It was a Google Search. I found this week of camp by typing in “Summer + Camp + Kids with FASD” in the search bar. I was following my own prescribed remedy for making it through the dreaded summer break with a difficult child. I was filling up my son’s summer with camps that kept his days structured and fun.
There it was, glowing at me from my computer screen. CAMP- A FASD Community. A week of summer camp just for children with Fetal Alcohol Spectrum Disorders. “You’ve got to be kidding me,” I muttered under my breath. “An entire week of camp just for kids with FASD?” Too good to be true, I thought. The site must be outdated, abandoned, years old by now.
But it wasn’t. This was their first year in operation. Two Thousand and Sixteen. Am I dreaming?
I wasn’t. It was real. After reading up on it, I signed my son up that night (which just so happened to be the night before the registration deadline). I couldn’t believe it. I had barely found this week of camp.
As with everything new (camps, events, support groups), when it comes to FASD, I proceeded with caution. It’s a natural defense due to past experiences with organizations who presented themselves as experts and knowledgeable, but turned out not to be. I was about to discover how wrong this assumption would be.
As part of my son’s registration I filled out a detailed questionnaire. Two questions in, I discovered how amazing this week would be for my child. “They get it,” I said, as I filled in each question. “They understand children with FASD.” Everything from social behavior, to impulsivity, to charismatic personalities, to life in the moment, and beyond. My eyes filled with tears. They were spot on. I knew then that this camp could be revolutionary for my son.
I struggled to keep that belief at the forefront of my thinking as we made the long drive from Indianapolis to the North Suburbs of Chicago a few weeks later. My son pushed every one of my buttons on the drive up. He wasn’t going to make this easy. As expected, a few miles out from the camp, he began to say things like, “I don’t want to go to this stupid camp.” I said nothing. I knew that would only make things worse. All I could hope for was an ultra-smooth beginning that would put him at ease from the get-go.
My hope was confirmed.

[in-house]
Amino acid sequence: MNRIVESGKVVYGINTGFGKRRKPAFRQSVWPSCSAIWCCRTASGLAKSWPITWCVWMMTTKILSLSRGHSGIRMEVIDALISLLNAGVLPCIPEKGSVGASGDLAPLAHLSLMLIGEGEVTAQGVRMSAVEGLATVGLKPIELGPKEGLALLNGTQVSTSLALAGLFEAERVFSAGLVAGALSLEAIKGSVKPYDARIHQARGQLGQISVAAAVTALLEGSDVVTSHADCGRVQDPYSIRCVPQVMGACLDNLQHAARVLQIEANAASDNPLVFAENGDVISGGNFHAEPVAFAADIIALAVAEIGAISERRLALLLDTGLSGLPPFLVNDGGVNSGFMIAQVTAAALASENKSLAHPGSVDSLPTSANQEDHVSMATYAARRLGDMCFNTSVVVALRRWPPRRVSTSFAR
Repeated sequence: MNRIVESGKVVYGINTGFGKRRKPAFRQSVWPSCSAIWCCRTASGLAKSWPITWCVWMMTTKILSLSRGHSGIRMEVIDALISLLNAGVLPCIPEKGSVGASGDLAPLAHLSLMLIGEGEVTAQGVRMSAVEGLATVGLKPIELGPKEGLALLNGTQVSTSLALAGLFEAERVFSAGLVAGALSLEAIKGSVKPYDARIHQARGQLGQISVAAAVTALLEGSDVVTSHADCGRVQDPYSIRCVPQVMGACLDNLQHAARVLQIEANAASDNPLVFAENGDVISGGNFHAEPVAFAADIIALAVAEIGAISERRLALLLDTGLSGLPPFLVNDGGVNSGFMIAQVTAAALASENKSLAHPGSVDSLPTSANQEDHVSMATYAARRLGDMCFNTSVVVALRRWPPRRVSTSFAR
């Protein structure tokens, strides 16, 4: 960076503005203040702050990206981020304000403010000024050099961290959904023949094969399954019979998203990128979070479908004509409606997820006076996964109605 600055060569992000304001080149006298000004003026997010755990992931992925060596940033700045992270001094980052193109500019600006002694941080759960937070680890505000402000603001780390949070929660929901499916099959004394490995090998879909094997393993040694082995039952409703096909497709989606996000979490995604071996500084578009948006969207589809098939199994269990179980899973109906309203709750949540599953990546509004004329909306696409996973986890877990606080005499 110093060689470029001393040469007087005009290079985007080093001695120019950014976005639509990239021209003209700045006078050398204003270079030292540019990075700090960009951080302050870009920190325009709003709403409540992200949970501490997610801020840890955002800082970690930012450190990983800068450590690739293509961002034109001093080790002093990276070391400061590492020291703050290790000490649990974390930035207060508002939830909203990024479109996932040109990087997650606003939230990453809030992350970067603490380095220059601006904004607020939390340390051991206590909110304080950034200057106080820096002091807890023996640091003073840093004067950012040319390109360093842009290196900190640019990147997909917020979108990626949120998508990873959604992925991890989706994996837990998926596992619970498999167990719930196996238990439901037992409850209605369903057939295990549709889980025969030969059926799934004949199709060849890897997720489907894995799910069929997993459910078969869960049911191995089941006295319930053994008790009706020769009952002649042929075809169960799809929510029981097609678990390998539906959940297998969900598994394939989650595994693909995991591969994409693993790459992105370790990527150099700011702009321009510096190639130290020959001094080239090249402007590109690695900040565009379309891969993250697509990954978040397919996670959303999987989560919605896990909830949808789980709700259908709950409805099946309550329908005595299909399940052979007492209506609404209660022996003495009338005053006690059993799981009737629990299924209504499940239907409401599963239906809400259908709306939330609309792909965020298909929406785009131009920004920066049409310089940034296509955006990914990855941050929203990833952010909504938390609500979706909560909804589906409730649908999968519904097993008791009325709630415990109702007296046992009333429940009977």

As we pulled in to the camp parking lot, we were met by 3 male counselors. They were friendly, detailed, and even called my son by name. One of them excitedly proclaimed that he would be in his group for the entire week. I looked over at my son and he grinned. “Okay, we’re doing good,” I whispered. As I headed for check in they invited him over to play some games, which were already in progress.
After getting his personal belongings loaded in, and walking through a very simple check in process, I was ready to get back in my car and head home. My worries began again. It was one thing to ease my son’s mind when I was still there. It was another thing to keep his mind at ease when he knew I was leaving.
This time I was wrong. In a little more than 10 minutes he had totally changed his mind. He walked up to me, gave me a hug, said “I love you dad, have a good week,” and bounded back down the hill to the games. I looked at his counselor, smiled, and headed for my car. Something in me told me this week would be different than anything he had attended in the past.
I was right! Five days later I drove up to pick him up. As I did so, I wondered what I would experience, how the week had gone, and if my son had a good time. A minute after arriving, I had my answer…
They believed in my kid. Their glowing faces, warm words, and passion for each child in attendance was as evident as the sun in the sky above. For as long as he’s been alive we’ve hoped, prayed, even dreamed of the day when others, outside of our family and close circle of friends, believed in him the way we do. We’ve longed for others to see the great potential in him. To look beyond the misbehavior, impulsion, and darkness of FASD and see the light in him.
As I sat in the room watching the closing awards ceremony, my son was the last child honored. He was given the “Crunch Bar Award.” His counselor gave him this because, in his words, “They could always count on him in a crunch.” They applauded him for his leadership, compassion, and goodness toward others. All things we know to be true about him.
These amazing people believed in my son. To them, he was not a kid labeled by brain damage, marked by a condition that would leave him forever struggling. He was a kid…a human being…a leader…with hope…and a future!
They believed in my kid!
Not only did they believe in him, but they inspired me to keep believing in him, even through the dark days.
I couldn’t sit still anymore. All I could think of were the hundreds of thousands of people just like us, who email and send Facebook messages to us every week, asking for help for their child. Asking if we know of a resource that could help their child. This is it, I thought to myself. This camp could change the lives of thousands of kids with FASD.
As we drove home, my son sobbed. He literally sobbed. He loved the week so much that he begged me not to drive him home. I had to explain to him that camp was over and the YMCA camp that hosted the week made everyone leave the grounds by 11 am sharp. We couldn’t stay even if we wanted to.
CAMP- A FASD Community had changed my sons life. It was evident. It’s been a week and we can still see it. Will there be times where he melts down, throws a fit, and has really bad days? Absolutely. We’re not naive. We know full-well how this disorder operates. But, he’s told us in the last few days how he wants to live a better life. We didn’t hear conversation like that very much before he attended camp. It’s left a mark on him for the better.
He’s counting down the weeks until this coming summer already!
Does your child suffer from FASD? Have you struggled to find resources in the summer to help them? Share your story with us.